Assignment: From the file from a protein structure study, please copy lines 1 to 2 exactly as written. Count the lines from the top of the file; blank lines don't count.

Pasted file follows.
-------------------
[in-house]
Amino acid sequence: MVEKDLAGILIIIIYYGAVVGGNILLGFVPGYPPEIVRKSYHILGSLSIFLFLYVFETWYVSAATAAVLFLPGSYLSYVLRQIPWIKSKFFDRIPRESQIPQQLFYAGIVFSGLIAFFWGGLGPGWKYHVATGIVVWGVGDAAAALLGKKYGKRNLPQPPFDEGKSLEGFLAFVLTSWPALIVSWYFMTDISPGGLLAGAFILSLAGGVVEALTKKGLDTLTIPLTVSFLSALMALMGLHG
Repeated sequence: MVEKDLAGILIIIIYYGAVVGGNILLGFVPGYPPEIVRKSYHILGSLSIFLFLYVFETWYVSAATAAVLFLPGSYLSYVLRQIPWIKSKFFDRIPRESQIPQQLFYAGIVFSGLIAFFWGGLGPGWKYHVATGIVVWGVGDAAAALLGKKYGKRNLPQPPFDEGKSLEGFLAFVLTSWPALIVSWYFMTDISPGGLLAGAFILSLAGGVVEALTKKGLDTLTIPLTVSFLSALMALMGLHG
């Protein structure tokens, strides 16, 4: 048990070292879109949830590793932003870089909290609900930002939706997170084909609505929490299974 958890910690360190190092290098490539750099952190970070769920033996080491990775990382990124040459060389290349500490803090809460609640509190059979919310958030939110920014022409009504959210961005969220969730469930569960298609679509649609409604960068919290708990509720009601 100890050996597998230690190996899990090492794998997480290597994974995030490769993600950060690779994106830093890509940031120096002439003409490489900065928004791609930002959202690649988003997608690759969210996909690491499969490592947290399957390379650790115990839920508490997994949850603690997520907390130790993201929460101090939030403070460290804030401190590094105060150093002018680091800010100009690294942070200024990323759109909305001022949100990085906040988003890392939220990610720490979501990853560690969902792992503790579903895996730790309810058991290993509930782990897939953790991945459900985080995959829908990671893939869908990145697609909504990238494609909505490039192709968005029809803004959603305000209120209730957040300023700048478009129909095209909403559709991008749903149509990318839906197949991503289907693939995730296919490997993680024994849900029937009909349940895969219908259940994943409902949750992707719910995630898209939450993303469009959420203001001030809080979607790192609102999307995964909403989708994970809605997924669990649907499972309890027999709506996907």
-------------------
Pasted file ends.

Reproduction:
[in-house]
Amino acid sequence: MVEKDLAGILIIIIYYGAVVGGNILLGFVPGYPPEIVRKSYHILGSLSIFLFLYVFETWYVSAATAAVLFLPGSYLSYVLRQIPWIKSKFFDRIPRESQIPQQLFYAGIVFSGLIAFFWGGLGPGWKYHVATGIVVWGVGDAAAALLGKKYGKRNLPQPPFDEGKSLEGFLAFVLTSWPALIVSWYFMTDISPGGLLAGAFILSLAGGVVEALTKKGLDTLTIPLTVSFLSALMALMGLHG